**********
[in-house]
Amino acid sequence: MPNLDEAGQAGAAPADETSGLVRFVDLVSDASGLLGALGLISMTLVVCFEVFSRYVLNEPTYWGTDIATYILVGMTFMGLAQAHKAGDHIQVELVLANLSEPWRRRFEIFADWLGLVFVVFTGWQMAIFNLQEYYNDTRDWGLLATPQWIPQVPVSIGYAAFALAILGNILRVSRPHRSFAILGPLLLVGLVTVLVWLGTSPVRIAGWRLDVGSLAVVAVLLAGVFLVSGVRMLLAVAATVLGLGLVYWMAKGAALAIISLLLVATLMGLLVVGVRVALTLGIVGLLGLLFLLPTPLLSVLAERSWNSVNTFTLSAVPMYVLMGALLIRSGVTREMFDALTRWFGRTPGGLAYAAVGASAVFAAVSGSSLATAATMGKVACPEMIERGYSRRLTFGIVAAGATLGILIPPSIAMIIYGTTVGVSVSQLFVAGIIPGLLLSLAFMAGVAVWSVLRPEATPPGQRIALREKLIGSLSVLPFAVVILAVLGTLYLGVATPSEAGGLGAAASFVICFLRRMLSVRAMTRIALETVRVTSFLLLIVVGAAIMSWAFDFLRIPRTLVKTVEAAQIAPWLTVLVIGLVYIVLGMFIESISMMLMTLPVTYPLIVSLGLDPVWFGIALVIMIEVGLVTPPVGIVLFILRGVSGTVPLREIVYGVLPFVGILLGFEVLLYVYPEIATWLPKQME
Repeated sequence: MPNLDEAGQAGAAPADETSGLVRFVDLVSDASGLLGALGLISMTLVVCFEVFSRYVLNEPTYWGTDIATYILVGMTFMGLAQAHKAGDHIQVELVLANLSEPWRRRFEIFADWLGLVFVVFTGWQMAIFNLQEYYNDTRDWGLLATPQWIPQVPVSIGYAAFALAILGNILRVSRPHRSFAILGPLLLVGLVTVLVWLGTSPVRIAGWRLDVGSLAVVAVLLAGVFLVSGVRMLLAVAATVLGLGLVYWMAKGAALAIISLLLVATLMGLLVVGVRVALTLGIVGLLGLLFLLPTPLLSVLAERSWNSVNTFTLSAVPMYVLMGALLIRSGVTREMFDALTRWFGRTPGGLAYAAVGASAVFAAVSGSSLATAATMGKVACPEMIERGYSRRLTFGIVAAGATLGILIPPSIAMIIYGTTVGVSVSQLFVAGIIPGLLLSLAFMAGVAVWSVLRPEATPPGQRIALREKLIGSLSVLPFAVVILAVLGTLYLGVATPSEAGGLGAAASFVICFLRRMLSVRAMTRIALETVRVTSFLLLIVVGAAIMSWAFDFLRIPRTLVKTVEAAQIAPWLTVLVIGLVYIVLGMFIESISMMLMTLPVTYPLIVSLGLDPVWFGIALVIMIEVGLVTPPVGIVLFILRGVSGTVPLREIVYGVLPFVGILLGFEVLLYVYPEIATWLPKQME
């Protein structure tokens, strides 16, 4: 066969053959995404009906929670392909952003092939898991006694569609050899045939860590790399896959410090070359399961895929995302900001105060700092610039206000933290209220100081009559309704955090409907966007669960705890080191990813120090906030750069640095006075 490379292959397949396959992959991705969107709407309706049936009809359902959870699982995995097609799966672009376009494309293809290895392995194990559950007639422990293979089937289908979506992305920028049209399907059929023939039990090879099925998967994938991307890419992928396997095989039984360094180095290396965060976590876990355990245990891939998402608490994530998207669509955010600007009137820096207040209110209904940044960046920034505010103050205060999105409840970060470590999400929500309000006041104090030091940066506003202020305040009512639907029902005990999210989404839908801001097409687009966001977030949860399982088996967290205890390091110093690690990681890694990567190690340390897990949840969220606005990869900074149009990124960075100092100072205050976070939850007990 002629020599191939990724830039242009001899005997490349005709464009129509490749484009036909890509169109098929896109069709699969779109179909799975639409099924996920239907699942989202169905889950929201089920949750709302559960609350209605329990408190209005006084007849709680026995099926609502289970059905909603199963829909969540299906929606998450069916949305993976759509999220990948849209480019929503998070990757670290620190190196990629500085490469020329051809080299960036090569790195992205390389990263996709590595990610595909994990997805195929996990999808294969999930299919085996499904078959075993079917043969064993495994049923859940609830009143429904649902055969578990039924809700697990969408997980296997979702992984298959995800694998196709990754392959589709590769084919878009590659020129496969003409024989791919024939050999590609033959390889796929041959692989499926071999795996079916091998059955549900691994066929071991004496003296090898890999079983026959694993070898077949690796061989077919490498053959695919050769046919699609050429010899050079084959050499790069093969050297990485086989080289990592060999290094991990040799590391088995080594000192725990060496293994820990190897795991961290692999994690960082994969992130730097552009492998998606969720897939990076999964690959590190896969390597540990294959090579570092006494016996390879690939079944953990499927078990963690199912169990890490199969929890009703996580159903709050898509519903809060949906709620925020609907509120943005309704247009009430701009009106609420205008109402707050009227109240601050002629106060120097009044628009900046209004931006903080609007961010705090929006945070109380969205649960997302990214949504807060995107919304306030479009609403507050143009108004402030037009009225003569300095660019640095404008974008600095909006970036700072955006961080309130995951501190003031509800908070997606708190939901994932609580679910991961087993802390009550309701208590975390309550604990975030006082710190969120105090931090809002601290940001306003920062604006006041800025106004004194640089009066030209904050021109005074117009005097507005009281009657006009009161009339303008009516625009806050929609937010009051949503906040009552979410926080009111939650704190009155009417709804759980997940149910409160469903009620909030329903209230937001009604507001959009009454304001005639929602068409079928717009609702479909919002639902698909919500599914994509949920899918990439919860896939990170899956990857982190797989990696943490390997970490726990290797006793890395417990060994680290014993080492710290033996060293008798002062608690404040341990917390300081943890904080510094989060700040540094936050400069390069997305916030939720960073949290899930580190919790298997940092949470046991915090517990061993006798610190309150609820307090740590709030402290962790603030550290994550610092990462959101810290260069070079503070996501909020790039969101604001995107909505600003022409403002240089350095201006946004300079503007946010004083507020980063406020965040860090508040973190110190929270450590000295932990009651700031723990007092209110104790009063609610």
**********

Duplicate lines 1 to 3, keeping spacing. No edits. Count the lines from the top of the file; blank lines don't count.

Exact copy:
[in-house]
Amino acid sequence: MPNLDEAGQAGAAPADETSGLVRFVDLVSDASGLLGALGLISMTLVVCFEVFSRYVLNEPTYWGTDIATYILVGMTFMGLAQAHKAGDHIQVELVLANLSEPWRRRFEIFADWLGLVFVVFTGWQMAIFNLQEYYNDTRDWGLLATPQWIPQVPVSIGYAAFALAILGNILRVSRPHRSFAILGPLLLVGLVTVLVWLGTSPVRIAGWRLDVGSLAVVAVLLAGVFLVSGVRMLLAVAATVLGLGLVYWMAKGAALAIISLLLVATLMGLLVVGVRVALTLGIVGLLGLLFLLPTPLLSVLAERSWNSVNTFTLSAVPMYVLMGALLIRSGVTREMFDALTRWFGRTPGGLAYAAVGASAVFAAVSGSSLATAATMGKVACPEMIERGYSRRLTFGIVAAGATLGILIPPSIAMIIYGTTVGVSVSQLFVAGIIPGLLLSLAFMAGVAVWSVLRPEATPPGQRIALREKLIGSLSVLPFAVVILAVLGTLYLGVATPSEAGGLGAAASFVICFLRRMLSVRAMTRIALETVRVTSFLLLIVVGAAIMSWAFDFLRIPRTLVKTVEAAQIAPWLTVLVIGLVYIVLGMFIESISMMLMTLPVTYPLIVSLGLDPVWFGIALVIMIEVGLVTPPVGIVLFILRGVSGTVPLREIVYGVLPFVGILLGFEVLLYVYPEIATWLPKQME
Repeated sequence: MPNLDEAGQAGAAPADETSGLVRFVDLVSDASGLLGALGLISMTLVVCFEVFSRYVLNEPTYWGTDIATYILVGMTFMGLAQAHKAGDHIQVELVLANLSEPWRRRFEIFADWLGLVFVVFTGWQMAIFNLQEYYNDTRDWGLLATPQWIPQVPVSIGYAAFALAILGNILRVSRPHRSFAILGPLLLVGLVTVLVWLGTSPVRIAGWRLDVGSLAVVAVLLAGVFLVSGVRMLLAVAATVLGLGLVYWMAKGAALAIISLLLVATLMGLLVVGVRVALTLGIVGLLGLLFLLPTPLLSVLAERSWNSVNTFTLSAVPMYVLMGALLIRSGVTREMFDALTRWFGRTPGGLAYAAVGASAVFAAVSGSSLATAATMGKVACPEMIERGYSRRLTFGIVAAGATLGILIPPSIAMIIYGTTVGVSVSQLFVAGIIPGLLLSLAFMAGVAVWSVLRPEATPPGQRIALREKLIGSLSVLPFAVVILAVLGTLYLGVATPSEAGGLGAAASFVICFLRRMLSVRAMTRIALETVRVTSFLLLIVVGAAIMSWAFDFLRIPRTLVKTVEAAQIAPWLTVLVIGLVYIVLGMFIESISMMLMTLPVTYPLIVSLGLDPVWFGIALVIMIEVGLVTPPVGIVLFILRGVSGTVPLREIVYGVLPFVGILLGFEVLLYVYPEIATWLPKQME